Clay plaster Pt 1

We’ve recently re-focussed our efforts on clay plastering. Clay plaster works brilliantly when applied directly to straw, as it allows moisture to permeate back & forth, effectively acting as a moisture buffer. It’s a healthier option compared to cement or gypsum plaster and will add significant thermal mass to the building – we have 7 tonnes of it to put on walls!

Some straw buildings treat the clay plaster as airtightness layer, but this can be problematic, particularly if there are tricky junctions. We use the clay plaster purely as an internal finish, and airtightness is dealt with by a separate membrane, installed to outside face of straw panels. More details on that are in my previous post.

We have sourced our clay plasters from a Czech company Picas, as recommended by our Slovakian plasterer Roman. I met Roman at an Ecococon event in Lithuania in May last year (short video from the event) and it was great when he agreed to plaster our house. The first few days were spent fixing reed mats to exposed timber elements – this will provide a good key for clay plaster. We’ve started with plastering the straw external walls, where two base coats will be applied before the final finish coat. We found our little fans a bit inadequate, so borrowed the neighbour farmer’s big fan to help dry the plaster out – it’s been working a treat.

We’ve installed a couple of DIY moisture probes that will enable us to keep an eye on humidity levels in the straw panels on both north and south facades.

After the first week of plastering Roman has finally finished the first base coat on all straw walls – a bit of a milestone. On to the second coat tomorrow!

 

Clay plaster Pt 1

Ecococon assembly

Wednesday 21 September was a big day as we finally started assembling Ecococon straw/ timber panels. One of the main benefits is the speed of construction: it took us only three days to assemble all the external walls, two internal load bearing walls and the main glulam ridge beam. It was helpful that all panels were referenced to colour coded Sketchup renders – this was really easy to follow on site, just like a giant LEGO set. Each panel has a couple of holes at top & bottom, and wooden dowels are used to locate the adjacent panels accurately (like IKEA shelves) before they are screwed together. Unlike ‘traditional’ timber frame, Ecococon system has the airtightness layer on the outside face of the wall, covered with further layer of woodfibre insulation and, in our case, timber rainscreen cladding. Airtightness layer is a vapour open membrane with Sd value of less than 0.2m – this is important in terms of moisture control in the wall assembly. Airtightness membrane is taped to DPM at low level, which in turn is sealed to concrete slab under the sole plates, ensuring no unwanted air leakage. It is critical to keep the straw panels dry – we had a few ‘moments’ during Day 1 when sudden showers forced us to stop assembly and quickly cover the panels up with plastic sheeting.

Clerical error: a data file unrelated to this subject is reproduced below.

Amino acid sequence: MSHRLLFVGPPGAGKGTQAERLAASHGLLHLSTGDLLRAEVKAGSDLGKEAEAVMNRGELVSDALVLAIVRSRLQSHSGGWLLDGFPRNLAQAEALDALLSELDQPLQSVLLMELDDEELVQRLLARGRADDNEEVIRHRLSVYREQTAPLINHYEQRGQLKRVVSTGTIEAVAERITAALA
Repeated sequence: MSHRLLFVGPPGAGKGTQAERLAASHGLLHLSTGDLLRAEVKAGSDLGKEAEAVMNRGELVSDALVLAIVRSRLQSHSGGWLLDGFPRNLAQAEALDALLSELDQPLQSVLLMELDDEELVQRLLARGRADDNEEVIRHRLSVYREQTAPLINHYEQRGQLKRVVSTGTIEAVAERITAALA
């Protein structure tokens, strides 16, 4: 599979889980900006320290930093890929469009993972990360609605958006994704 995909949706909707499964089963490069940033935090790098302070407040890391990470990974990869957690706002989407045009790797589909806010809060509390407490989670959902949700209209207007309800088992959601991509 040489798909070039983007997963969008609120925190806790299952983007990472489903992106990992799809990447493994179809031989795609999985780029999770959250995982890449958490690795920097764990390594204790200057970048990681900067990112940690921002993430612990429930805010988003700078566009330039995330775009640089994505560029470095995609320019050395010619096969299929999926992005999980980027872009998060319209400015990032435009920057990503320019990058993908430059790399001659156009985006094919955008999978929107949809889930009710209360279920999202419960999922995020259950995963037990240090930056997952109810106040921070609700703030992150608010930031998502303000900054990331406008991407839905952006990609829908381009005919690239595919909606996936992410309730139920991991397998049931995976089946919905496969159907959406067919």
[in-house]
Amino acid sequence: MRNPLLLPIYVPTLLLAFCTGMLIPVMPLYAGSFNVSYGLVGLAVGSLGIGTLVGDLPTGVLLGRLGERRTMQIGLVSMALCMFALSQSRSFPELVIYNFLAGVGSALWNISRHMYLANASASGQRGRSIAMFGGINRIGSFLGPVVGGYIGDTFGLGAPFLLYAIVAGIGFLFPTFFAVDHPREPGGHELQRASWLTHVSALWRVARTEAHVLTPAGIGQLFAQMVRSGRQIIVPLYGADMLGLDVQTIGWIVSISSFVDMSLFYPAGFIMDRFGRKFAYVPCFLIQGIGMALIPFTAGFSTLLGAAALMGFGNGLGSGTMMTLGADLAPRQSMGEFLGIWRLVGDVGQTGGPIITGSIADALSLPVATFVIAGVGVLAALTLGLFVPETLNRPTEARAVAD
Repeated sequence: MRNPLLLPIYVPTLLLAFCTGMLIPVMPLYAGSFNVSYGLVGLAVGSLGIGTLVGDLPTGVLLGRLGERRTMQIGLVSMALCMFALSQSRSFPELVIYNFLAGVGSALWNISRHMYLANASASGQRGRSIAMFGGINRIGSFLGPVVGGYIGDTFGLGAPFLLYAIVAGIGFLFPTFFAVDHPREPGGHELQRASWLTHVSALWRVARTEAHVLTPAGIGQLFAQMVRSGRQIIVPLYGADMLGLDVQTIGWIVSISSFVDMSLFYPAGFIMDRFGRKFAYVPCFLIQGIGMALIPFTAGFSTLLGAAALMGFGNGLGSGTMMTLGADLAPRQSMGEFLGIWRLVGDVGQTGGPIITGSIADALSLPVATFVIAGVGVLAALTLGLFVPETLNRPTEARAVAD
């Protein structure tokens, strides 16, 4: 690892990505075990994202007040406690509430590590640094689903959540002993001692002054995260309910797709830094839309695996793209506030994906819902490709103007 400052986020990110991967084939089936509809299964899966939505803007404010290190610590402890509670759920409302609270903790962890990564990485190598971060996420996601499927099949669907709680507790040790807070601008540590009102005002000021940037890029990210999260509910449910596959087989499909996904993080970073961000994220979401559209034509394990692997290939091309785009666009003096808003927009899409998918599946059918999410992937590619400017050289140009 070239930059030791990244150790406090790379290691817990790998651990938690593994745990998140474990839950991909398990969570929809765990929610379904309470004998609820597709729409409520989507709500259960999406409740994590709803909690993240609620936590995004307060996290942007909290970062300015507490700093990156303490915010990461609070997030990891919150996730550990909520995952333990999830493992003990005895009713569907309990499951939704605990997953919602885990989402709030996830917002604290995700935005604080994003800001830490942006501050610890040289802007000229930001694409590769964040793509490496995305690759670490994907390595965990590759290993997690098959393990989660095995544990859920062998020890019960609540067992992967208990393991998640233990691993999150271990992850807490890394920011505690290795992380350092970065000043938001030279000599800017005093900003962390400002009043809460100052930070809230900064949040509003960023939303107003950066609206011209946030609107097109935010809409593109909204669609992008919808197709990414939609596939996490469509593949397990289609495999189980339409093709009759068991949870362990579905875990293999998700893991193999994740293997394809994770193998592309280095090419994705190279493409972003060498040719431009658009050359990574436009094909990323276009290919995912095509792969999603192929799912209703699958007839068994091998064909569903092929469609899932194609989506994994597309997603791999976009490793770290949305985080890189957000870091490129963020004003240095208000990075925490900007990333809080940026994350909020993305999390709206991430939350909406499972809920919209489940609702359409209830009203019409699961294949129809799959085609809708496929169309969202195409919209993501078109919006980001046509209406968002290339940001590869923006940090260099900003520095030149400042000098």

It is the first time this system has been used in UK and we didn’t quite know what to expect in terms of accuracy of panels. We needn’t have worried – the walls fitted perfectly onto the timber sole plates, even over the longest 17m walls the tolerances were measured in milimeters rather than inches. Very impressive. It was great to have Bjørn Kierulf from the Slovakian architectural studio Createrra available to answer some technical questions during the first day – Bjørn was originally the one who introduced me to the Ecococon system several years ago (thanks!) and I have wanted to find use for it ever since.

Hopefully we will be able to fully wrap the walls up and install the roof over the next week or so, fingers crossed for some dry weather!

 

 

 

 

Ecococon assembly

Ecococon

Ecococon is a company based in Lithuania, manufacturing prefabricated straw/ timber panels to exacting standards. Combined with internal clay plasters (applied directly to straw), the panels provide a healthy, toxin free internal environment that is comfortable in all seasons. With extra layer of woodfibre insulation fitted to the outside, it is relatively easy to achieve passivhaus levels of insulation. Unlike the traditional straw bale building, Ecococon system is very accurate, predictable and consistent – drawings are worked out in milimeters rather than bale sizes 🙂 Further details about the company can be found here.

After months of detailed design coordination, we have finally taken delivery of the wall panels and materials for roof construction, all fitted neatly on two lorries. The straw fairies were present and we’ve been blessed with the warmest day of September. Six of us and a JCB made a relatively quick job of unloading, stacking and covering up all the materials. Starting with assembling this giant house lego next week – cannot wait!

 

Ecococon